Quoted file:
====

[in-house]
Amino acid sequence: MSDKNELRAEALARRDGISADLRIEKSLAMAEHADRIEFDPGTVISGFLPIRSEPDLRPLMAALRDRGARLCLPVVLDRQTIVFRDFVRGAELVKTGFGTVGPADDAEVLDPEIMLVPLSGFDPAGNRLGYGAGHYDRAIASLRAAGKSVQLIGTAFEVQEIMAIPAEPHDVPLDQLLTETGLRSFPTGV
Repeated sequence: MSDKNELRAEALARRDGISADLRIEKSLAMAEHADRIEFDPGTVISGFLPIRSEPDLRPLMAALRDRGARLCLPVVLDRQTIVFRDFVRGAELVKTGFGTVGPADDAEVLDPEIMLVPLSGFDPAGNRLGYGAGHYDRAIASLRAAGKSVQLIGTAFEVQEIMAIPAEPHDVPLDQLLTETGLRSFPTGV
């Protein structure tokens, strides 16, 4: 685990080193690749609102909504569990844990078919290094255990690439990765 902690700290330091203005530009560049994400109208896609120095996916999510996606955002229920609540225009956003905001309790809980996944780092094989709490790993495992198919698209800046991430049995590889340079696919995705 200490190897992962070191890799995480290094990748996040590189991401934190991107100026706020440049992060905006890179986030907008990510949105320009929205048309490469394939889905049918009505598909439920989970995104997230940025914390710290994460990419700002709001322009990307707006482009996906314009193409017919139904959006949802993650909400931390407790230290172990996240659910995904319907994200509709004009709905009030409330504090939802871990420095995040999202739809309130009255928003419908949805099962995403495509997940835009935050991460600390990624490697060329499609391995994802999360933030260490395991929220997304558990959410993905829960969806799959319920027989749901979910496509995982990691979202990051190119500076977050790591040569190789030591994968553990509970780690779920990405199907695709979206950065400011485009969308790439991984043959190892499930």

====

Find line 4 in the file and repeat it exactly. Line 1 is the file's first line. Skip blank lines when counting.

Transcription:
């Protein structure tokens, strides 16, 4: 685990080193690749609102909504569990844990078919290094255990690439990765 902690700290330091203005530009560049994400109208896609120095996916999510996606955002229920609540225009956003905001309790809980996944780092094989709490790993495992198919698209800046991430049995590889340079696919995705 200490190897992962070191890799995480290094990748996040590189991401934190991107100026706020440049992060905006890179986030907008990510949105320009929205048309490469394939889905049918009505598909439920989970995104997230940025914390710290994460990419700002709001322009990307707006482009996906314009193409017919139904959006949802993650909400931390407790230290172990996240659910995904319907994200509709004009709905009030409330504090939802871990420095995040999202739809309130009255928003419908949805099962995403495509997940835009935050991460600390990624490697060329499609391995994802999360933030260490395991929220997304558990959410993905829960969806799959319920027989749901979910496509995982990691979202990051190119500076977050790591040569190789030591994968553990509970780690779920990405199907695709979206950065400011485009969308790439991984043959190892499930």